Apologies for the lack of a links & reviews post last weekend; I was traveling back from the SEA meeting in Savannah, and by the time I got home was too sleepy to get started on this. So consider this week's a double-feature (and I'll have more to say on SEA soon, too). If you want one perspective on Savannah in the meantime, as well as a link to the Twitter archive, see Rachel Herrmann's post over at The Junto.
- New: Manuscripts Online, a nifty search engine for written and early print culture in Britain through 1500.
- Another neat new resource: Six Degrees of Francis Bacon, on "reassembling the early modern social network."
- In a must-read post, Heather Wolfe takes a close look at a manuscript diary from the Folger collections and realizes that perhaps the authorial attribution of the diary had been mistaken at some point. Some great detective work here.
- A new Audubon exhibit (really the first installment of three) is now open at the New-York Historical Society. It was reviewed by Edward Rothstein in the NYTimes this week, and featured in the BBC Magazine.
- Some really great news this week: Dan Cohen has been named the executive director of the Digital Public Library of America. They couldn't have made a better choice. Dan posted about his decision to move to the DPLA here.
- An early Charlotte Brontë manuscript poem will go under the hammer at Bonhams on 10 April, and could fetch £40,000-45,000.
- John Palfrey writes in Library Journal about the importance of the first sale doctrine and how the digital shift has led to new, knotty issues in that area.
- If you'll be in Cambridge this summer, there's going to be what looks like a tremendously-interesting conference to celebrate the centenary of A.N.L. Munby, "'Floreat Bibliomania' - Great Collectors and their Grand Designs."
- The ABAA security blog has posted a list of books stolen from Lost Horizons Bookstore in Santa Barbara, CA.
- NARA hosted a presentation this week on the Landau-Savedoff thefts, which you can watch here (and I do recommend watching it if you can; it's well worth it).
- David Rubenstein has donated $10 million to the new Fred W. Smith National Library for the Study of George Washington at Mt. Vernon.
- Over at the Fine Books Blog, Zhenya Dzhavgova writes about the awesome efforts by booksellers and others to help out Blue Jacket Books in Xenia, OH, much-damaged by a burst water pipe.
- The Toronto Star reports today on what appears to be a severe reduction in acquisitions by Library and Archives Canada. Warning: includes some absolutely ridiculous statements by the head of LAC.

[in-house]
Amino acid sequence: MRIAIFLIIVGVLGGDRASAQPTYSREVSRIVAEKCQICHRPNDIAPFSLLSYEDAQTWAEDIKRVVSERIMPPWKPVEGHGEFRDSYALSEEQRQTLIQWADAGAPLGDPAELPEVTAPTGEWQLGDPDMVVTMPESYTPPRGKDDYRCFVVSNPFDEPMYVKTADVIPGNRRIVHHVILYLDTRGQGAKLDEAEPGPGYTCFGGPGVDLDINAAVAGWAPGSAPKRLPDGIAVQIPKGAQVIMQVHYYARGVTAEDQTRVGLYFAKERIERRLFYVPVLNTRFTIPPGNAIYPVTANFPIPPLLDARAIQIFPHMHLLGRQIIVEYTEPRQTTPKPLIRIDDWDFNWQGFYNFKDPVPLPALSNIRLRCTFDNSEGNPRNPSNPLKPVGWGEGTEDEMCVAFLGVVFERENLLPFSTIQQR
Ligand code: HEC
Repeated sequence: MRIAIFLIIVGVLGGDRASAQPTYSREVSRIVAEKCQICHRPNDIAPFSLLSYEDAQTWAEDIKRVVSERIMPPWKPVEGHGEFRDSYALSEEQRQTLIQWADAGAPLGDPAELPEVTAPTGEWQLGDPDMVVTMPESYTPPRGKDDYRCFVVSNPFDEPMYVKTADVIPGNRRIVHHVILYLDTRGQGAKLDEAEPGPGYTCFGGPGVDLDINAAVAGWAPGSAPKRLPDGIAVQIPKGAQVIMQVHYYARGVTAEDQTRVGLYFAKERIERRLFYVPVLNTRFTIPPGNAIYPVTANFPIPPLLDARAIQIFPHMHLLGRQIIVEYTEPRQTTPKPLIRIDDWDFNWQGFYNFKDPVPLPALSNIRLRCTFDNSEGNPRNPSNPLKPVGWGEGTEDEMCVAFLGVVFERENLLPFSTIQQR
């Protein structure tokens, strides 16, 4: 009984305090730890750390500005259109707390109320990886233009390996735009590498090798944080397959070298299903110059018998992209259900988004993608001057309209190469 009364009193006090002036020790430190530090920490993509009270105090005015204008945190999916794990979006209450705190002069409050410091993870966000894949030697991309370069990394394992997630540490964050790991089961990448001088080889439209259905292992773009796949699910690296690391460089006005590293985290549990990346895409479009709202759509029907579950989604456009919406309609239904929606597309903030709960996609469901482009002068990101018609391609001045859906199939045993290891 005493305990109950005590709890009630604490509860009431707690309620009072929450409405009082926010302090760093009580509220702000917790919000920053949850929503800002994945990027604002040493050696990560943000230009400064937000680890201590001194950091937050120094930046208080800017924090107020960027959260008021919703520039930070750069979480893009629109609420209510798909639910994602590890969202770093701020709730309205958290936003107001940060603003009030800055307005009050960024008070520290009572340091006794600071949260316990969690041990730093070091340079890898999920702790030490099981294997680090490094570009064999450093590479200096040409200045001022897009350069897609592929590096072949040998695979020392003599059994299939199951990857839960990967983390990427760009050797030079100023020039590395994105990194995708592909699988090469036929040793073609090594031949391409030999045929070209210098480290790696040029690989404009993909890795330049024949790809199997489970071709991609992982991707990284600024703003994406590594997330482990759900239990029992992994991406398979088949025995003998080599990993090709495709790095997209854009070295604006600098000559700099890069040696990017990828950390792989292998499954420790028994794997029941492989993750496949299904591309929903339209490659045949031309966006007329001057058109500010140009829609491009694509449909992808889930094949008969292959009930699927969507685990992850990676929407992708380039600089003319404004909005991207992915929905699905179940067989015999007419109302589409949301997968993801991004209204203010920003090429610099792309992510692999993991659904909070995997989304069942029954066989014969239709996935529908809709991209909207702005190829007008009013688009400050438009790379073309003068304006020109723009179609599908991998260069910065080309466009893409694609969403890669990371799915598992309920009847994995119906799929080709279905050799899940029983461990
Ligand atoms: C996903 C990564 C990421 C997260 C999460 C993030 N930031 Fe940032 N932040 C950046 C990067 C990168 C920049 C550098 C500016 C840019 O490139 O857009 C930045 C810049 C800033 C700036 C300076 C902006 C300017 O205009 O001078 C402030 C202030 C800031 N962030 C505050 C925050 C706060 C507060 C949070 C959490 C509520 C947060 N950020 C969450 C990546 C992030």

- Eric White has posted at CERL an introduction to and database of C15 print runs.
- Quite a strange story over a signed first edition of The Great Gatsby on offer by bookseller James Robert Cahill: William M. Hitchcock, son of the man to whom Fitzgerald signed the copy of the book, claims that the book was stolen from his home. The book was purchased by Cahill at a Bonhams auction in 2010 (lot description) for $61,000. The FBI reportedly investigated the case in 2012 but closed the case last month.
- Over on the Queens' Old Library Books Blog, a post by Lindsey Askin on Roger Ascham's marginalia.
- Erin Blake highlights a neat new Folger acquisition, one of ten theater "super-scrapbooks" that got away at the original sale, when the Folgers' agent bought the other nine.
- Newly-digitized at Houghton Library, a fascinating 1620s "gospel harmony," known as the Little Gidding Harmony.
- From the T Magazine blog, a profile of the very cool Monkey's Paw bookshop in Toronto (definitely on my list of places to visit someday!).
- In Slate, Matt Kirschenbaum offers a new preview of his forthcoming book Track Changes: A Literary History of Word Processing.
- Mark Hartsell guest-blogs on the LOC blog about scholars using Thomas Jefferson's books in the reading room.
- A lawsuit was filed this week by a Sherlock Holmes scholar, alleging that the detective is in the public domain and that the estate should not be able to continue to collect licensing fees.
- LATimes book critic David Ulin's essay "The weight of books" makes for essential reading for those of us with, um, many books.
- Over at the Religion in American History blog, Michael Altman offers up "Reading About the 'Hindoos' with John Adams," where he muses about John Adams' marginalia in Priestley's A Comparison of the Institutes of Moses with that of the Hindoos and Other Ancient Nations (scanned here).
- Via the Princeton Rare Books blog, a new study of the Kelmscott Chaucer copies at Princeton, by Robert J. Milevski.
- It was difficult to miss that photo of cat prints on a manuscript document which made the rounds recently. Emir O. Filipović, who took the original image, wrote about the experience over at The Appendix.
- Susan Jacoby's The Great Agnostic; review by Jennifer Michael Hect in the NYTimes.
- Sandra Day O'Connor's Out of Order; review by Joan Biskupic in the WaPo.
- David D. Hall's Cultures of Print; review by David Gary at Function Follows Forme.
- Ernest Freeberg's Age of Edison; review by Wendy Smith in the LATimes.
- Andrew Pettegree's The Book in the Renaissance; review by David Gary at Function Follows Forme.
- Jonathon Keats' Forged; review by Catherine Schofield Sezgin at the ARCA blog.
- Jim Crace's Harvest; review by Philip Womack in The Telegraph.
Links & Reviews
March 10, 2013 Acquisitions Audubon Barry Landau Bookselling Digital Humanities Digitization Early Printing Lawsuits Marginalia Personal Libraries Thefts